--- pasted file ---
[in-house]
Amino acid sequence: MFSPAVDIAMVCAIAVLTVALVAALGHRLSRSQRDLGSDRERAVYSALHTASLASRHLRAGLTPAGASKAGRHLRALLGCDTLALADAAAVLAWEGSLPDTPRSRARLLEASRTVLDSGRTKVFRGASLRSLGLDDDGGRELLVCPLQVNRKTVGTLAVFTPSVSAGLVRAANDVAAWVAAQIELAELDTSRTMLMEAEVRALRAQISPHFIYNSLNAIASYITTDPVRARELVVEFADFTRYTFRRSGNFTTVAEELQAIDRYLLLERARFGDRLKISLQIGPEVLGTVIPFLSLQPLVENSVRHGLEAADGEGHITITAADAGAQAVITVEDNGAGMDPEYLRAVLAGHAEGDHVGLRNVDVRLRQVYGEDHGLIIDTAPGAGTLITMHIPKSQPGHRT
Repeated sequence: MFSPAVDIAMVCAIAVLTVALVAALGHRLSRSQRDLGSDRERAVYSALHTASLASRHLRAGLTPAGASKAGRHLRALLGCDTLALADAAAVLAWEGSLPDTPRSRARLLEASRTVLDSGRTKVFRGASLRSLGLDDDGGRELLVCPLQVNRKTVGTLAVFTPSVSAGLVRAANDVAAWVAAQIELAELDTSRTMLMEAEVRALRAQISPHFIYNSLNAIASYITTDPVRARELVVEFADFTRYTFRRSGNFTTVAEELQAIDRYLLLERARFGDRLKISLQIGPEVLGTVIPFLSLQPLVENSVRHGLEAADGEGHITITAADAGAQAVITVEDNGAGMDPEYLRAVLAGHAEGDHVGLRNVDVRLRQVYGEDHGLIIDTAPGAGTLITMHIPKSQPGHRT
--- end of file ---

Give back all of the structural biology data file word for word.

[in-house]
Amino acid sequence: MFSPAVDIAMVCAIAVLTVALVAALGHRLSRSQRDLGSDRERAVYSALHTASLASRHLRAGLTPAGASKAGRHLRALLGCDTLALADAAAVLAWEGSLPDTPRSRARLLEASRTVLDSGRTKVFRGASLRSLGLDDDGGRELLVCPLQVNRKTVGTLAVFTPSVSAGLVRAANDVAAWVAAQIELAELDTSRTMLMEAEVRALRAQISPHFIYNSLNAIASYITTDPVRARELVVEFADFTRYTFRRSGNFTTVAEELQAIDRYLLLERARFGDRLKISLQIGPEVLGTVIPFLSLQPLVENSVRHGLEAADGEGHITITAADAGAQAVITVEDNGAGMDPEYLRAVLAGHAEGDHVGLRNVDVRLRQVYGEDHGLIIDTAPGAGTLITMHIPKSQPGHRT
Repeated sequence: MFSPAVDIAMVCAIAVLTVALVAALGHRLSRSQRDLGSDRERAVYSALHTASLASRHLRAGLTPAGASKAGRHLRALLGCDTLALADAAAVLAWEGSLPDTPRSRARLLEASRTVLDSGRTKVFRGASLRSLGLDDDGGRELLVCPLQVNRKTVGTLAVFTPSVSAGLVRAANDVAAWVAAQIELAELDTSRTMLMEAEVRALRAQISPHFIYNSLNAIASYITTDPVRARELVVEFADFTRYTFRRSGNFTTVAEELQAIDRYLLLERARFGDRLKISLQIGPEVLGTVIPFLSLQPLVENSVRHGLEAADGEGHITITAADAGAQAVITVEDNGAGMDPEYLRAVLAGHAEGDHVGLRNVDVRLRQVYGEDHGLIIDTAPGAGTLITMHIPKSQPGHRT